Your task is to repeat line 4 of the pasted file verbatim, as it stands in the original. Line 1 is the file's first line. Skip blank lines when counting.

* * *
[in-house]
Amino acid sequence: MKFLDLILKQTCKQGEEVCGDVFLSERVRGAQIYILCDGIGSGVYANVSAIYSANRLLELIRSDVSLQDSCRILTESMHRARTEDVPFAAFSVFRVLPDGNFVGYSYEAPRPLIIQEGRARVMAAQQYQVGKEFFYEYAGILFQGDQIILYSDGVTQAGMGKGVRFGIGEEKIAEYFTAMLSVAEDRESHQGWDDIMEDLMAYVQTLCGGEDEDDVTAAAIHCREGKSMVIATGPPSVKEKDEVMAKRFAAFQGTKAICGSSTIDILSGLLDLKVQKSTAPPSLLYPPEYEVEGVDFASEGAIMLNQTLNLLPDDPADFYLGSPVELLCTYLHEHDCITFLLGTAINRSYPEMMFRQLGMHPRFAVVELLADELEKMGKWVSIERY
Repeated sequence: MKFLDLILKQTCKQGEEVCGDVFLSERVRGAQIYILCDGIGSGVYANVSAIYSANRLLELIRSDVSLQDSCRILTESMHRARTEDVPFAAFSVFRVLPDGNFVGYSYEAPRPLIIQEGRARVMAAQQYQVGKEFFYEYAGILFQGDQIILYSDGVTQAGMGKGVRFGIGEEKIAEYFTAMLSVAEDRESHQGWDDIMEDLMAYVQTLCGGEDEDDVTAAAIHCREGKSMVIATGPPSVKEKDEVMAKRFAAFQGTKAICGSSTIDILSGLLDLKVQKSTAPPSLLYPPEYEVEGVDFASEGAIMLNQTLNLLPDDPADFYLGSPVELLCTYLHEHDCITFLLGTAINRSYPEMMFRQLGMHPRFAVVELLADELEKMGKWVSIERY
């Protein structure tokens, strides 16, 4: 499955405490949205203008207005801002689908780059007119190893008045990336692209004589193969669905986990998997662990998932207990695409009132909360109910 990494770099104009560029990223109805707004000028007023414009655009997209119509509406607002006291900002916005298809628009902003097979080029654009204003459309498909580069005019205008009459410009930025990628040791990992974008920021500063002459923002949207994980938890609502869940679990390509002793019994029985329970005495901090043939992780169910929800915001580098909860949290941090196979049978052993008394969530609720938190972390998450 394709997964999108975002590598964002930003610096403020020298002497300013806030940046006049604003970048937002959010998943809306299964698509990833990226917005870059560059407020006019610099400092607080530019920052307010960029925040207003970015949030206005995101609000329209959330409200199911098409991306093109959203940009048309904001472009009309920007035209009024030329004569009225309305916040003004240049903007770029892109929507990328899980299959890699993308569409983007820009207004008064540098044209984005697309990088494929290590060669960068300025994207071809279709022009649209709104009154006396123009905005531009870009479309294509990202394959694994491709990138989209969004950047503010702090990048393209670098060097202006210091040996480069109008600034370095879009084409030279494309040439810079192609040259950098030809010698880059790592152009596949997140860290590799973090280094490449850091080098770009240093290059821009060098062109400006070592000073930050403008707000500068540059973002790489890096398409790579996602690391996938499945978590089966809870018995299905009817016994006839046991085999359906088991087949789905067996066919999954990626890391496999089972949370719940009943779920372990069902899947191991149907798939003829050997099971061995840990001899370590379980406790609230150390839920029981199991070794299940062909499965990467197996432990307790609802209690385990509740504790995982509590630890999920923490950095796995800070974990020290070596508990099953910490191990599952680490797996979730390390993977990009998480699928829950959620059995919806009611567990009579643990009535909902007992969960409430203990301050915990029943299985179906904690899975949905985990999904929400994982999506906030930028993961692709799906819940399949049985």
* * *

């Protein structure tokens, strides 16, 4: 499955405490949205203008207005801002689908780059007119190893008045990336692209004589193969669905986990998997662990998932207990695409009132909360109910 990494770099104009560029990223109805707004000028007023414009655009997209119509509406607002006291900002916005298809628009902003097979080029654009204003459309498909580069005019205008009459410009930025990628040791990992974008920021500063002459923002949207994980938890609502869940679990390509002793019994029985329970005495901090043939992780169910929800915001580098909860949290941090196979049978052993008394969530609720938190972390998450 394709997964999108975002590598964002930003610096403020020298002497300013806030940046006049604003970048937002959010998943809306299964698509990833990226917005870059560059407020006019610099400092607080530019920052307010960029925040207003970015949030206005995101609000329209959330409200199911098409991306093109959203940009048309904001472009009309920007035209009024030329004569009225309305916040003004240049903007770029892109929507990328899980299959890699993308569409983007820009207004008064540098044209984005697309990088494929290590060669960068300025994207071809279709022009649209709104009154006396123009905005531009870009479309294509990202394959694994491709990138989209969004950047503010702090990048393209670098060097202006210091040996480069109008600034370095879009084409030279494309040439810079192609040259950098030809010698880059790592152009596949997140860290590799973090280094490449850091080098770009240093290059821009060098062109400006070592000073930050403008707000500068540059973002790489890096398409790579996602690391996938499945978590089966809870018995299905009817016994006839046991085999359906088991087949789905067996066919999954990626890391496999089972949370719940009943779920372990069902899947191991149907798939003829050997099971061995840990001899370590379980406790609230150390839920029981199991070794299940062909499965990467197996432990307790609802209690385990509740504790995982509590630890999920923490950095796995800070974990020290070596508990099953910490191990599952680490797996979730390390993977990009998480699928829950959620059995919806009611567990009579643990009535909902007992969960409430203990301050915990029943299985179906904690899975949905985990999904929400994982999506906030930028993961692709799906819940399949049985």